If the Georgia TRS plan funds were suddenly being used by the state to pay current expenditures (not allowed by the way), TRS would be in the same boat as SSA... but they are not. The TRS plan has an actual balance with actual investments - not just IOU's.

How To Solve the Problem?

First, there is no easy solution. The problem can be solved quickly, but the solution itself is not easy to come to grips with, so let's look at some possible solutions and decide what looks good.

  • Just raise the SSA taxes from $106,800 (2009 level) to a reasonable amount and index it to inflation.
    • This is good in theory as long as the raise is not too much. First, even Obama just pledged not to raise taxes on anyone making less than $250k, yet here we will be asking those making under $250k to be hit with the most regressive tax we have, and the small businesses (heart of the economy) will also bear the brunt of the tax (remember employers match the contribution).
    • This is part of the same group that will also be hit with tax increases to pay for whatever health care reform comes down. You can only squeeze so much before you hurt the consumer, the businesses, the economy, etc. Raising the limit will create more revenue, but do not take it too high or it will be a burden.
  • Just raise the full retirement age.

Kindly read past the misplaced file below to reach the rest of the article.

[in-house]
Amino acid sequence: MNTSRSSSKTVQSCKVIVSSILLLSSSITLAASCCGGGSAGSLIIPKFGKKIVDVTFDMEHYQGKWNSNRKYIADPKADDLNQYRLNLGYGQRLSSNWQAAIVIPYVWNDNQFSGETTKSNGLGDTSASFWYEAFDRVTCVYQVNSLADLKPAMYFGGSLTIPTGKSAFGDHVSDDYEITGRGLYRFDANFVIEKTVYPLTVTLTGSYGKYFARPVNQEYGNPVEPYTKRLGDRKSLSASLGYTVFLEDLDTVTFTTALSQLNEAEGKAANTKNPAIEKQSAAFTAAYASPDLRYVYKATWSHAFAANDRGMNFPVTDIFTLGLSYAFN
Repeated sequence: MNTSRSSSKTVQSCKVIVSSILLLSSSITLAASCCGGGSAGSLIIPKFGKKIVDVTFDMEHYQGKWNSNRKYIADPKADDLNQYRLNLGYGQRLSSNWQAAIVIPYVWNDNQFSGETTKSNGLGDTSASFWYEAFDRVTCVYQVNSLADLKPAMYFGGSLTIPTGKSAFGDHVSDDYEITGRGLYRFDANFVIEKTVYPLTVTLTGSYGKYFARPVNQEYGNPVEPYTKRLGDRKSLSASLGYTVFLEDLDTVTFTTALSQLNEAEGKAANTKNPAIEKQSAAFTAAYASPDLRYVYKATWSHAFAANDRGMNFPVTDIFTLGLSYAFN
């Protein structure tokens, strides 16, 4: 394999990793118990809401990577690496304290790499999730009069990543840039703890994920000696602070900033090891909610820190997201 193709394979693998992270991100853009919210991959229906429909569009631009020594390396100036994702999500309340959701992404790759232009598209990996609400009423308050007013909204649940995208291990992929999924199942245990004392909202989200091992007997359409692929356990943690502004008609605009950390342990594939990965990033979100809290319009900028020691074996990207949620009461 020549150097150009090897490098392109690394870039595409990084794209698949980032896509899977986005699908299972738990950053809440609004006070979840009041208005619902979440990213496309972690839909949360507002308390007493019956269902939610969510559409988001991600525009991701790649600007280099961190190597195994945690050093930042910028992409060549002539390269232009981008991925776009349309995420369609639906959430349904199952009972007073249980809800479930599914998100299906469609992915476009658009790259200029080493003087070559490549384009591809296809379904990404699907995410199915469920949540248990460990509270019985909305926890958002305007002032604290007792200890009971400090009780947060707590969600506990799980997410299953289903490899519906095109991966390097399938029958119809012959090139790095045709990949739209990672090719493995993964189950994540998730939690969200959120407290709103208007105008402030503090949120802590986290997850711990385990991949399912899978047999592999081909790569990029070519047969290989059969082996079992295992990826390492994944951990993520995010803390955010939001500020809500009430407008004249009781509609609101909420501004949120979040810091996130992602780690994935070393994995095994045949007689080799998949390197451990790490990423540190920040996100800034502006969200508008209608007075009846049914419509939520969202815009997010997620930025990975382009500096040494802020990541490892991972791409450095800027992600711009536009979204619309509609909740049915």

• Another good option that should be included, and it should be raised to 70. People are living longer, this needs to be a consideration (not for those within 20 years of full retirement right now, but a simple phase up like before).
  • Best Solution - Combine Above
    • The best solution is to tweak items all the way around including benefits to lessen the blow on employees, employers, and retirees. This is a shared benefit that should be a shared burden.
How Do We Solve the Windfall Elimination Provision?

It seems as if my blog titled "Windfall Elimination Repeal - The Congressional PR Two Step" on July 26 struck a nerve. In my post I discussed H.R.235 - Social Security Fairness Act of 2009 and S.484 - Social Security Fairness Act of 2009, and how even with overwhelming bipartisan support, neither bill has a chance due to the price tag.

If Congress were to work on the WEP issue, how could they fix it? For most educators, it seems the issue is receiving the spousal benefits. This is definitely an issue. It does trim the price tag some, but if we are fixing the whole system, we should definitely lump this in as well.